Thankfully, common sense prevailed and I called '000'.

As the phone was ringing, I got out of my car to go intervene. I don't know what I intended to do. I'm 5'6" and around 60kg but I couldn't do nothing! All of a sudden I noticed that the ringing phone was getting quieter. My fancy car's bluetooth phone system had my call and if I left the side of my car, I would not be able to summon help. So I began screaming: "Stop! Stop hitting him! Leave him alone! Just stop!!"

Finally a calm voice on the other end asked, 'Police, fire or ambulance?' I forgot they would do that. I thought the person answering would be immediately able to help. In a panicked voice I hope to never hear again, I pleaded for the police and gave her the suburb and state I was in. She put me through. By this stage, the man from the Commodore had half been dragged, half got out to defend himself.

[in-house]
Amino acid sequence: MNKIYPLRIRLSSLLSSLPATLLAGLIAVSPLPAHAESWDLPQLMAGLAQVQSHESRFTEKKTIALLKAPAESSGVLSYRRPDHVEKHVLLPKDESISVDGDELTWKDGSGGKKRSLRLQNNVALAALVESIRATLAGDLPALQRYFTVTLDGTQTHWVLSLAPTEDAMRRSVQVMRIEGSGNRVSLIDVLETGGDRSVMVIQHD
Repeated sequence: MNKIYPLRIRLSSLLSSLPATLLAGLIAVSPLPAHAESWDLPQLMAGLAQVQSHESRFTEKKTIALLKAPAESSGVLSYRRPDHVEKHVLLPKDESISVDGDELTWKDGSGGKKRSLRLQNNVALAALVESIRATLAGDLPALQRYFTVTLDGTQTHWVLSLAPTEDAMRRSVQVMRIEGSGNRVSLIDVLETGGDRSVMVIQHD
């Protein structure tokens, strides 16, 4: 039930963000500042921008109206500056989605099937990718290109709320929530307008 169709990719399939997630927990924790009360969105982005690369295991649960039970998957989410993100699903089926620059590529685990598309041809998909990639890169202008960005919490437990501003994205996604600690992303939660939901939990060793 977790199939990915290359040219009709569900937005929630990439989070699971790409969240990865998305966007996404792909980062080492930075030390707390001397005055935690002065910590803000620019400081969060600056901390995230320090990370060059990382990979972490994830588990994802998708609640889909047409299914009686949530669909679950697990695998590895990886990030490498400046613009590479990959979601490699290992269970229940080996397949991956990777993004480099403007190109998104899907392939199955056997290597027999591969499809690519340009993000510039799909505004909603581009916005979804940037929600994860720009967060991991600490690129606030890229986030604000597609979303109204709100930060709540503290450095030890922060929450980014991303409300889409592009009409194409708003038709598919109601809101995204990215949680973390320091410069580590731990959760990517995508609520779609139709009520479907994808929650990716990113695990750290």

The phone rang. The operator said she'd try another number. The phone rang again. The operator tried another number.

I watched helplessly as the attacker started sparring towards the Commodore driver. He raised his hands to defend himself. Then the attack got more vicious and he lunged towards the driver, punching wildly. The driver, panicked and trying to back away, tripped, landing on his back beside his rear tyre. The phone continued ringing. I continued screaming at him to stop! But he didn't. He leaned over the driver and began punching him repeatedly. The phone continued ringing. I tried again to make my way towards the incident, thinking I could run back to my car or scream my location to the police officer when they finally answered.